This World needs a New Order

4 11 2013

Okay, so, seriously.  We want to start a commune.  Not a free-love crazy hippie commune (although the ideal model would certainly involve love, hippies, and craziness in some measure), but a real-world tough-economic-times, scattered-families, nuclear-isolation-isn’t-good-for-anybody several-family home-share?  We can:

  • pool our otherwise-limited financial resources for groceries, rent/mortgages, utilities, transportation, holiday decorating, etc. etc.
  • buy a house with lots of bedrooms and a big ole yard
  • share the work load of house-maintenance and the neverending cleaning cycle
  • enjoy pre-existing kid companionship rather than having to schedule playdates*
  • enjoy pre-existing adult companionship rather than having to book babysitters just to procure the opportunity for a conversation and a glass of wine
  • cook meals and wash dishes in small groups rather than somebody always having to do it by him- or herself while the other somebody chases the small people
  • do everything else that needs done on the same model as the washing up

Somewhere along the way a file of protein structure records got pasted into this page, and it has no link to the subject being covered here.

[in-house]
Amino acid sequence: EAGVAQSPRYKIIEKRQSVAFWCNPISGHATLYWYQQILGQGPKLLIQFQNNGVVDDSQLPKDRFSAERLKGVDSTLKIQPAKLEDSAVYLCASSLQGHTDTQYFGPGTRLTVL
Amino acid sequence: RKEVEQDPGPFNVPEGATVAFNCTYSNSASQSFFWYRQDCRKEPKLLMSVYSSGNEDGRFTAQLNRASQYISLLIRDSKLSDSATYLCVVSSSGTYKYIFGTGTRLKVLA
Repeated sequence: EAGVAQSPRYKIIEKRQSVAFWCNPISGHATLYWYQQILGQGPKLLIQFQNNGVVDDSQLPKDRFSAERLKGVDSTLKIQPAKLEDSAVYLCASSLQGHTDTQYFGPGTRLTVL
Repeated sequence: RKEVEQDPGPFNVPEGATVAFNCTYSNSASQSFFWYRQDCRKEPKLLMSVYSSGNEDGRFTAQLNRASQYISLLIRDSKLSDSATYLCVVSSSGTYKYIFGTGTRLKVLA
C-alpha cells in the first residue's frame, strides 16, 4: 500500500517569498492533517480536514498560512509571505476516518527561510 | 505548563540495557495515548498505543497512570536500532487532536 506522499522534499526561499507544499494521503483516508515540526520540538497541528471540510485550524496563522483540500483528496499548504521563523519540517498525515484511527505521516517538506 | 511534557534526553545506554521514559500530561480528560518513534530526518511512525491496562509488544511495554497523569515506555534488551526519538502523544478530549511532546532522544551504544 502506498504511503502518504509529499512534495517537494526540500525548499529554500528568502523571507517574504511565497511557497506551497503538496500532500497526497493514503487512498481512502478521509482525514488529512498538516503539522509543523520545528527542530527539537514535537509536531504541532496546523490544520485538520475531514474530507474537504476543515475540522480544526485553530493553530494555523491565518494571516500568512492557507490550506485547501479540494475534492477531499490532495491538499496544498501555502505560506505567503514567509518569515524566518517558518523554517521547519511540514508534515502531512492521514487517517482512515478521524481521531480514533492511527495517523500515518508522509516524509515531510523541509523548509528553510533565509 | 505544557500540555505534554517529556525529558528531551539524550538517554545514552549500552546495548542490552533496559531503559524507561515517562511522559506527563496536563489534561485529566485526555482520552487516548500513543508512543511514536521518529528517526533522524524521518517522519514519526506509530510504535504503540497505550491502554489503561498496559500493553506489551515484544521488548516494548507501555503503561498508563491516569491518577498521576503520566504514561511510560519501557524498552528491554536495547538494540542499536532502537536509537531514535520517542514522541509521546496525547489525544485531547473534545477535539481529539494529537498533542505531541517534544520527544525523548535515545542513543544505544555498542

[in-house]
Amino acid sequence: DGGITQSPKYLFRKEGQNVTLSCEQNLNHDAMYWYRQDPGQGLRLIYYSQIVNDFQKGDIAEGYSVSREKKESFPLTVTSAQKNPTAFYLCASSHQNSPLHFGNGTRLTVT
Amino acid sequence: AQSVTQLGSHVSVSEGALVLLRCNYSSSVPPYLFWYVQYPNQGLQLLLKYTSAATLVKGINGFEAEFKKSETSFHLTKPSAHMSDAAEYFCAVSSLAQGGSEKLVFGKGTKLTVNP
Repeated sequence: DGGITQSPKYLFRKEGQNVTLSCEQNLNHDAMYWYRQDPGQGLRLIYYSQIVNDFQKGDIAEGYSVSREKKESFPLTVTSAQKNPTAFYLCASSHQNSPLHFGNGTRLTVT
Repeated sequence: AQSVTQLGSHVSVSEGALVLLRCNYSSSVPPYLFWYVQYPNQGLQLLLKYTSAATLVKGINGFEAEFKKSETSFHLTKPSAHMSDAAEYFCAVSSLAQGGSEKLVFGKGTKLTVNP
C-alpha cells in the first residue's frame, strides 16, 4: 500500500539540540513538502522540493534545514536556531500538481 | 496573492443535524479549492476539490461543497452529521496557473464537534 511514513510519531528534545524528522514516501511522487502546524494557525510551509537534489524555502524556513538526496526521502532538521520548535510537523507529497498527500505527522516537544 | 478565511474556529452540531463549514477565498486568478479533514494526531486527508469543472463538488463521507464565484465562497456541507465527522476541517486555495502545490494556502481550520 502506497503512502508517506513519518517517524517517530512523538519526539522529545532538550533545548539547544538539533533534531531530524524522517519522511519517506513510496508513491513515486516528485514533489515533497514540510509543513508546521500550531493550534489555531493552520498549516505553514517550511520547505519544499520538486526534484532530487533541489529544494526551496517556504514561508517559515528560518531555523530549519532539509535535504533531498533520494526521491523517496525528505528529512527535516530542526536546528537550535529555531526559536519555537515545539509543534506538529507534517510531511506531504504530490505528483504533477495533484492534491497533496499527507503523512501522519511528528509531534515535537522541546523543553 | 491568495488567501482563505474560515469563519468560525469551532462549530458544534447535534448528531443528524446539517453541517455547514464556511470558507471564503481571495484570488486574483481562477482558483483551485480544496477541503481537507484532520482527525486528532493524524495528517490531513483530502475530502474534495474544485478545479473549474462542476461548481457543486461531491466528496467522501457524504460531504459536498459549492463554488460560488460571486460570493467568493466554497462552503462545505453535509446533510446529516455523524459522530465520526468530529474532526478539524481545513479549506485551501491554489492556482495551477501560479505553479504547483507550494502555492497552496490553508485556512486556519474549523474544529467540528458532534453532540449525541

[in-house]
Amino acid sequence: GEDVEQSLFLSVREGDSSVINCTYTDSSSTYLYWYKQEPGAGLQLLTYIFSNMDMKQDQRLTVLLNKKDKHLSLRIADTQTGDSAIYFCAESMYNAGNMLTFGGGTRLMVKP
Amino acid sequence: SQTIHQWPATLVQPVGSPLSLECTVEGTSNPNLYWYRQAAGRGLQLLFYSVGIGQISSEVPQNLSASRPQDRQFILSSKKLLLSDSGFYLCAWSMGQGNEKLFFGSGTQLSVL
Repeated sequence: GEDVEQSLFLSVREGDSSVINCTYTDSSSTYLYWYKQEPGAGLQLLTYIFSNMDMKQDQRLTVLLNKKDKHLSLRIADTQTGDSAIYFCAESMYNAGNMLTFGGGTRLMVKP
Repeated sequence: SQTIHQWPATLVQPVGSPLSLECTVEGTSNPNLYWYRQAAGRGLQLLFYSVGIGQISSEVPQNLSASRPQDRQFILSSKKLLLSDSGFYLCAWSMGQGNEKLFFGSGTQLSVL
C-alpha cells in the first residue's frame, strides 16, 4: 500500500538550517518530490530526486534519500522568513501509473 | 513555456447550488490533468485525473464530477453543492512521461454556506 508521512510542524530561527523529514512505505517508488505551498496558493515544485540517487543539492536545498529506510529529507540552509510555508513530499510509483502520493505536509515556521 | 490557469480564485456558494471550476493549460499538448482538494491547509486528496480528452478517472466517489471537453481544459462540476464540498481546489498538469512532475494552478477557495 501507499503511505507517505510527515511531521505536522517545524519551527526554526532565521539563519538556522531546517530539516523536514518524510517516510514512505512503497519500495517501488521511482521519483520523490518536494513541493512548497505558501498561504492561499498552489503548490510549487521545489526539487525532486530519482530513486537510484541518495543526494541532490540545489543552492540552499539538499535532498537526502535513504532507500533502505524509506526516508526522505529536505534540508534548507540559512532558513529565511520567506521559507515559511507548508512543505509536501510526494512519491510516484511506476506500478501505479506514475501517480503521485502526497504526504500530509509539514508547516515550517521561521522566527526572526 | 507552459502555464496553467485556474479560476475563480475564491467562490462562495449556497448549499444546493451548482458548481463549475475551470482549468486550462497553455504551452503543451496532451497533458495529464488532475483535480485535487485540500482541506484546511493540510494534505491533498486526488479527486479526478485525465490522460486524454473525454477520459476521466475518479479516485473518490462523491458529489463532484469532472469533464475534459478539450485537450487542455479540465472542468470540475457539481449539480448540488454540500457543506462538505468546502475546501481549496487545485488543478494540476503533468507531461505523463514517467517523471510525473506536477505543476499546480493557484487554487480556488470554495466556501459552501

• have enough hands on hand for some hardcore chore-division: Matt could find a way to trade for freedom and NEVER do the washing-up again, for example, without totally dumping it all on me, because surely there will be some other job that someone else absolutely hates and wants to never, ever, ever do.
  • plant one big, shared garden and have enough people around to both take care of it and be able to eat whatever there’s too much of when it works, instead of planting 4-5 scrawny little yard-gardens that do unhelpful things like yield one tiny squash and six thousand green tomatoes.
  • combine areas of expertise instead of each pair (or single one) of us having to try to become a Guru of All Things
  • do more projects in-house rather than needing to hire out or contract in, because of the wider range of areas of expertise available.
  • take turns minding children vs. using time in other ways (see below)
  • create more free time, so that each adult might be able to enjoy some occasional “me time” without having to give up the other necessities of professional work time, house-work time, play-with-kids time, and relationship-nurturing time.
  • teach our kids more things, because there will be more adults around who know more things.
  • model other kinds of conversation, problem-solving, disagreement and resolution, love-and-affection, etc. for our kids, so they have more positive models of human interaction and more models for adult relationships than just what we default to (on the good days when we get anywhere near “positive” anyway).
  • read plays by the fire on winter evenings, because we’ll have enough people to cast roles.
  • have impromptu house jam-sessions (the odds of this are good, as most of our friends have at least one amateur musician in the house)
  • stop losing at life math, and do more living instead.